Back in the day, some Dads explained dating, sex and responsible behavior to their sons. Or, a young guy would get advice from his schoolyard buddies re how to ask out a girl, how to deal with rejection, or how to get his parents’ permission to borrow the car. Perhaps if the kid could not summon up the bravery to discuss these topics with peers or parents, instead he’d consult a guy’s magazine.
But that has changed.
Trust me, I know. My thirteen year old gets all kinds of necessary advice from Woody via Woody’sGamerTag, which is the YouTube channel of this helpful dude who offers advice on Mail Mondays. Its metrics:
- Nearly 800,000 subscribers
- More than 150,000,000 views
- 1,200+ videos covering every conceivable concern of adolescent boys, from fathers to failure.
“He knows so much,” is the way my son explains it.
Since I spent several hours listening together, I understand exactly what he likes about getting human advice, from a humanized brand, on a much-needed topic on YouTube.
Woody’s Gamertag YouTube channel has become the go-to place for the straight scoop on intimate relationships, questions about noise coming from the bedroom next door, dating and marriage, propriety, responsibility and growing up for the 13 to 22 year old set. Advice without shame or embarrassment, wrapped up in one good Call of Duty video perfectly suited for an iPad or desktop screen.
Say what? Call of Duty?
You read that right. As my hero listens to this 39-year-old married man give advice to his adolescent audience, the visual track is a non-stop shooting game. Just in case someone is looking over a youngster’s shoulder, he can be wearing his headphones and learning something about life while the nearby onlooker haplessly thinks he is gaming. Incredible game play without bone-headed mistakes. Paired with readers’ questions about testicular cancer or whether that cute girl (who happens to be your bud’s secret crush) is fair game or not, mailed to Woody and answered aloud by him.
And it garners hundreds of thousands of views, each and every week.
Making a living from a cross platform social media strategy, and capturing the market segment for the later-born Millenials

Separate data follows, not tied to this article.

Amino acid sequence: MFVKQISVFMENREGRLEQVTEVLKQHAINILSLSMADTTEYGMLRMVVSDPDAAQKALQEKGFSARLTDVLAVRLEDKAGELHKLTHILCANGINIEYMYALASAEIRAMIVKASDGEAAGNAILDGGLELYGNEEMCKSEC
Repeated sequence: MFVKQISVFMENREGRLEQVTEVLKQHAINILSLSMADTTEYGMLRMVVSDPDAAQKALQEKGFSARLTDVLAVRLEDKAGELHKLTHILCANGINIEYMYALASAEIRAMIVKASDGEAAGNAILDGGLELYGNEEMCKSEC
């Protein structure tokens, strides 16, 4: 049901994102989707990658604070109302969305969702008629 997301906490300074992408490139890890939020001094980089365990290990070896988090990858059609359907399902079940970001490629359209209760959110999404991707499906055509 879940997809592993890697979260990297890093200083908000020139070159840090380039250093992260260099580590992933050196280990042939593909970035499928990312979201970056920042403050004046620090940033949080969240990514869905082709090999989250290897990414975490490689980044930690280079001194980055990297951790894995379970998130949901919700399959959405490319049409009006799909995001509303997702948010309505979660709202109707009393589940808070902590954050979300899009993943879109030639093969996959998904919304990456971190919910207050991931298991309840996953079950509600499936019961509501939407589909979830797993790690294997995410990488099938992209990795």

Woody makes a living doing this. He has coordinated the central content–weekly videos containing embedded advertising (called pre-rolls)–with messaging on other social media platforms, items for sale, and the monetization of eyeballs through paid product placement or ads. (He also posts videos with product reviews, event guides for gamers, a visual tour of his home, a series on microwaving things you are not supposed to, et cetera.) The text below is pulled straight from the tags on his channel.
- T-Shirts: http://woodysgamertag.spreadshirt.com
- Like My Page: http://facebook.com/woodysgamertag
- Twitter: http://twitter.com/woodysgamertag
- Microwave insanity: http://www.youtube.com/show/woodysgamertagsmicrowaveinsanity
Do you see how you can buy T-shirts from Woody, like his page, follow him on twitter, check him out on Google+ or Tumblr … and with a cross platform strategy, Woody serves as the breadwinner for his 21st century family?
Let’s change gears now and look at a second case study.
How H&R Block spent $160,000 over the course of 12 weeks and captured huge media attention plus market share from their competitors
What can you do if your brand is considered “old” like an Oldsmobile, or even worse, is unknown? This was the problem that H&R Block faced.
If you are over 40, the name of this tax preparation service might be tucked away in the recesses of your memory, but for Millenials and those in the 18-34 demographic, it isn’t tucked anywhere.
As Scott Gulbransen, Director of Social Media at H&R Block explained, almost half of their potential customer base is under the age of 35. This cohort–the “connected generation”– gets their information from The Colbert Report, not a newspaper. 42% of them make purchase decisions based upon online recommendations. They have an average of 350 friends online, and 54% used social media to buy or recommend a service or product in the last 12 months.
In this demographic, tax preparation is accomplished with TurboTax (or similar software) from the comfort of home. This change in consumer behavior caused H&R Block’s business to plummet over the years. A brand refresh was needed, and the best way to achieve it involved a cross platform social media campaign that made it cool to be associated with H&R Block.